Managing Chronic Sick Leave
Published on March 1, 2010 by Peter Punch
“I have a senior employee who is regularly sick (due to colds, flu, etc). This person calls in sick approximately once a fortnight, sometimes for days at a time, and it’s hard to plan work around this person. He/ she is genuinely sick (displaying obvious signs of illness). The employee follows protocols, provides genuine medical certificates and abides by company policies, and while the employee is in the office, he/she performs ok. The problem is that the employee occupies a full-time position and he/she is not meeting the expectations of the role because he/she is only present around 80% of the time. How do I deal with this issue without breaching discriminations laws?”
All employers should have a well-defined policy on the taking of sick leave. Such a policy should include clear counselling and/or disciplinary guidelines to be followed in the event of non-compliance. Such a policy must not of course contravene the requirements of the National Employment Standards (NES) with respect to personal/carers leave.
Employers also have to ensure that disciplinary action in relation to sick leave matters does not amount to a contravention of a range of laws that exist to protect employees with genuine illness.
Unlawful termination, discrimination and adverse action claims
In dealing with employees who take excessive and/or “suspicious” sick leave, an employer must be mindful of the consequences that they may be faced with if they terminate an employee for that reason.
Under the Fair Work Act 2009 (Cth) (FW Act) an employee whose employment has been terminated on the ground of excessive use of sick leave may bring a claim alleging unfair dismissal or unlawful termination or adverse action. In addition to the provisions of the FW Act, state and federal anti-discrimination legislation applies to such circumstances. Such claims, of course, will be decided having regard to the particular circumstances of each case but the consequences of discriminating against an employee with a genuine illness are potentially very significant for an employer.
Temporary absence due to illness
The FW Act provides that an employer is in breach of the Act if an employee’s employment is terminated on account of the employee being temporarily absent from work due to a “prescribed kind of illness or injury”.
However, it is not a prescribed kind of illness or injury if the illness or injury extends for more than three months or the total absences of the employee within a 12-month period have been more than three months and the employee is not on personal/ carers leave for the duration of the absence.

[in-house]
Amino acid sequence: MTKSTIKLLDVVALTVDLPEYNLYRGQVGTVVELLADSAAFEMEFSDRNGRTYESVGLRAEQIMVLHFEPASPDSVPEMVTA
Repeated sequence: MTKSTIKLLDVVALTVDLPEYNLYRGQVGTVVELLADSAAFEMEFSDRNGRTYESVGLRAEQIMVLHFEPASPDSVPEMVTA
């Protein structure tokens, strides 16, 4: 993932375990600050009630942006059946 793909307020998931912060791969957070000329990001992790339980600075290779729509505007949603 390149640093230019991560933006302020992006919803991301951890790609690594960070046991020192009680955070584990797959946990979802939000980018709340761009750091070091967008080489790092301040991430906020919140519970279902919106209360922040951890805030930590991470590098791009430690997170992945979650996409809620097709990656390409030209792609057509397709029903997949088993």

Be proactive to prevent a problem arising
Excessive sick leave needs to be dealt with on a systematic and regular basis; it should not, for example, be on the basis that something needs to be done about a particular employee whose continued absence comes to notice as a consequence of the disruption to the section in which the employee is working as a result of that person’s absence. Sick leave absences of all employees should be reviewed on at least a three-monthly basis. This is not a difficult task in these days of easily generated computer printouts. Where it comes to notice that a particular employee is considered to have taken excessive sick leave or a pattern is developing as to the days on which the absences are occurring then immediate action should be taken by that employee’s supervisor to discuss/ counsel and/or discipline the employee as the situation requires. If immediate action is not taken and the excessive use of sick leave continues then it could be justifiably concluded that the employer, by not taking such action, had in some sense condoned the absences.
Another good initiative for an employer is to ensure that its employment contracts have a provision to allow the employer to direct an employee to a medical examination, where illness may be significantly affecting an employee’s contribution, or causing a risk to health and safety of that employee and/or other employees. Without specific contractual entitlement, it is often legally difficult for an employer to compel an employee to submit to a medical examination.
So firstly, it is vitally important that employers have in place a well-defined policy for the taking of sick leave and the processes for dealing with cases of excessive use. Secondly, there needs to be a regular and systematic review of all employees’ sick leave so that action can be taken as soon as it becomes obvious that a particular employee is taking excessive sick leave. Employers should not wait until an employee’s sick leave record is “chronic” but should deal with it at the first signs of a problem developing.
In view of the legislative hurdles to be jumped before an employer can legally terminate an employee on the grounds of excessive use of sick leave, it would be wise for an employer to seek advice before taking such action. All of the members of the Industrial and Employment Law team of Carroll and O’Dea are well experienced in providing such advice and would welcome any enquiries in this regard.